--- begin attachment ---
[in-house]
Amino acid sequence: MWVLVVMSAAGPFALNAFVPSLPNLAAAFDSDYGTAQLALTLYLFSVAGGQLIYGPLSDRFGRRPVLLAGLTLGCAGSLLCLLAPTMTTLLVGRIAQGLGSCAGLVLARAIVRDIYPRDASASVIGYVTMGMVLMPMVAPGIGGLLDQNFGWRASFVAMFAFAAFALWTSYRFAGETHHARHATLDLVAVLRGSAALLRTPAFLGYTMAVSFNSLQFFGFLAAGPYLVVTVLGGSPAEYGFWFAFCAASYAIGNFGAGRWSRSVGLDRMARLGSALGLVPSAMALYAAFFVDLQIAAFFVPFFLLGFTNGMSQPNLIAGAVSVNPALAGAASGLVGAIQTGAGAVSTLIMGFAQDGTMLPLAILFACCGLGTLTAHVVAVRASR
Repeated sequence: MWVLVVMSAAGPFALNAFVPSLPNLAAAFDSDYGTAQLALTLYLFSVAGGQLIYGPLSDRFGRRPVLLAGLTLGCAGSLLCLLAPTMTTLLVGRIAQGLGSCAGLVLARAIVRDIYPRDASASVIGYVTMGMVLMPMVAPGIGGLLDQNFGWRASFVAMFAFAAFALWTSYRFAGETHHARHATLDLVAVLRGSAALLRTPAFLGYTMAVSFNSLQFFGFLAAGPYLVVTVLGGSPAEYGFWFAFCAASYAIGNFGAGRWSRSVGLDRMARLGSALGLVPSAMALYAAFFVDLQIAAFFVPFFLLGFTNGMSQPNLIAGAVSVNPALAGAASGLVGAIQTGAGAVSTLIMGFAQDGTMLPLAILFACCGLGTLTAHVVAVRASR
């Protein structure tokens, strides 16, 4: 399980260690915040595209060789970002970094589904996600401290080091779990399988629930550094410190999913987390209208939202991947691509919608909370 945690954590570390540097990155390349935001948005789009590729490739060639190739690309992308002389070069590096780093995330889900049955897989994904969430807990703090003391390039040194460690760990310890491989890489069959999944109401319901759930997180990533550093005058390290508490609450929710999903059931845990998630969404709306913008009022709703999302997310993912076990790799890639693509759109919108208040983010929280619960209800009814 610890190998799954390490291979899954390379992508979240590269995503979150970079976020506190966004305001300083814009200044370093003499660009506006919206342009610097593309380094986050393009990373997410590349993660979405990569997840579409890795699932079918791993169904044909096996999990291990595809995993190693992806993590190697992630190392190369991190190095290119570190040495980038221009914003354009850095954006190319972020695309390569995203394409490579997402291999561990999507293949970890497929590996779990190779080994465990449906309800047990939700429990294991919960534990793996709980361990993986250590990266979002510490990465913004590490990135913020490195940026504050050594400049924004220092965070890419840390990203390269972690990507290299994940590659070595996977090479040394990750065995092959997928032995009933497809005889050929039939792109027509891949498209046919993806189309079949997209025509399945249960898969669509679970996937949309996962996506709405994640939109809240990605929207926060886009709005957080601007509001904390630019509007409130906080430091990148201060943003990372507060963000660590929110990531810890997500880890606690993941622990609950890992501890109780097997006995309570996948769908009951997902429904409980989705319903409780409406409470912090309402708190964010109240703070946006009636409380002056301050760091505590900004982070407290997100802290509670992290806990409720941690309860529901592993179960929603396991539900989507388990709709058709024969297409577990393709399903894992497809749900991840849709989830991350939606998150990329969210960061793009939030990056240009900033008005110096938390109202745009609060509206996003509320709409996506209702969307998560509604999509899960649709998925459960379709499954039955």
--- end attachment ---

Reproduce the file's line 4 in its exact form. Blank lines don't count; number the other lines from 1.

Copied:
């Protein structure tokens, strides 16, 4: 399980260690915040595209060789970002970094589904996600401290080091779990399988629930550094410190999913987390209208939202991947691509919608909370 945690954590570390540097990155390349935001948005789009590729490739060639190739690309992308002389070069590096780093995330889900049955897989994904969430807990703090003391390039040194460690760990310890491989890489069959999944109401319901759930997180990533550093005058390290508490609450929710999903059931845990998630969404709306913008009022709703999302997310993912076990790799890639693509759109919108208040983010929280619960209800009814 610890190998799954390490291979899954390379992508979240590269995503979150970079976020506190966004305001300083814009200044370093003499660009506006919206342009610097593309380094986050393009990373997410590349993660979405990569997840579409890795699932079918791993169904044909096996999990291990595809995993190693992806993590190697992630190392190369991190190095290119570190040495980038221009914003354009850095954006190319972020695309390569995203394409490579997402291999561990999507293949970890497929590996779990190779080994465990449906309800047990939700429990294991919960534990793996709980361990993986250590990266979002510490990465913004590490990135913020490195940026504050050594400049924004220092965070890419840390990203390269972690990507290299994940590659070595996977090479040394990750065995092959997928032995009933497809005889050929039939792109027509891949498209046919993806189309079949997209025509399945249960898969669509679970996937949309996962996506709405994640939109809240990605929207926060886009709005957080601007509001904390630019509007409130906080430091990148201060943003990372507060963000660590929110990531810890997500880890606690993941622990609950890992501890109780097997006995309570996948769908009951997902429904409980989705319903409780409406409470912090309402708190964010109240703070946006009636409380002056301050760091505590900004982070407290997100802290509670992290806990409720941690309860529901592993179960929603396991539900989507388990709709058709024969297409577990393709399903894992497809749900991840849709989830991350939606998150990329969210960061793009939030990056240009900033008005110096938390109202745009609060509206996003509320709409996506209702969307998560509604999509899960649709998925459960379709499954039955």